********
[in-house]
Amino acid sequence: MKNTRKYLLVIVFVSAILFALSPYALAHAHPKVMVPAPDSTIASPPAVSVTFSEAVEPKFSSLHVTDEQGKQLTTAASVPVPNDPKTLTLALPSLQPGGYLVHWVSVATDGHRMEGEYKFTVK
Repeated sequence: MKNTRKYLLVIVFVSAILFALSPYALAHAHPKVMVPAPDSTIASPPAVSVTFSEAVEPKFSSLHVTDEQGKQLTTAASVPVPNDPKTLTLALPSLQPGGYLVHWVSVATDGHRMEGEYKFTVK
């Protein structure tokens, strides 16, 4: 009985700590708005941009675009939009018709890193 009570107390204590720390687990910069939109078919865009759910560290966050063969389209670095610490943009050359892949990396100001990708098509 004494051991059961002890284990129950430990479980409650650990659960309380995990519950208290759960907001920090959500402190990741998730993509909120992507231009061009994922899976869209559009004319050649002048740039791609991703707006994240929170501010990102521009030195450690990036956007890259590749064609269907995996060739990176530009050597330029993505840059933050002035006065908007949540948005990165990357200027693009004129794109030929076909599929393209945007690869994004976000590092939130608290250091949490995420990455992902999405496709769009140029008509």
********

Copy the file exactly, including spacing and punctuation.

[in-house]
Amino acid sequence: MKNTRKYLLVIVFVSAILFALSPYALAHAHPKVMVPAPDSTIASPPAVSVTFSEAVEPKFSSLHVTDEQGKQLTTAASVPVPNDPKTLTLALPSLQPGGYLVHWVSVATDGHRMEGEYKFTVK
Repeated sequence: MKNTRKYLLVIVFVSAILFALSPYALAHAHPKVMVPAPDSTIASPPAVSVTFSEAVEPKFSSLHVTDEQGKQLTTAASVPVPNDPKTLTLALPSLQPGGYLVHWVSVATDGHRMEGEYKFTVK
């Protein structure tokens, strides 16, 4: 009985700590708005941009675009939009018709890193 009570107390204590720390687990910069939109078919865009759910560290966050063969389209670095610490943009050359892949990396100001990708098509 004494051991059961002890284990129950430990479980409650650990659960309380995990519950208290759960907001920090959500402190990741998730993509909120992507231009061009994922899976869209559009004319050649002048740039791609991703707006994240929170501010990102521009030195450690990036956007890259590749064609269907995996060739990176530009050597330029993505840059933050002035006065908007949540948005990165990357200027693009004129794109030929076909599929393209945007690869994004976000590092939130608290250091949490995420990455992902999405496709769009140029008509």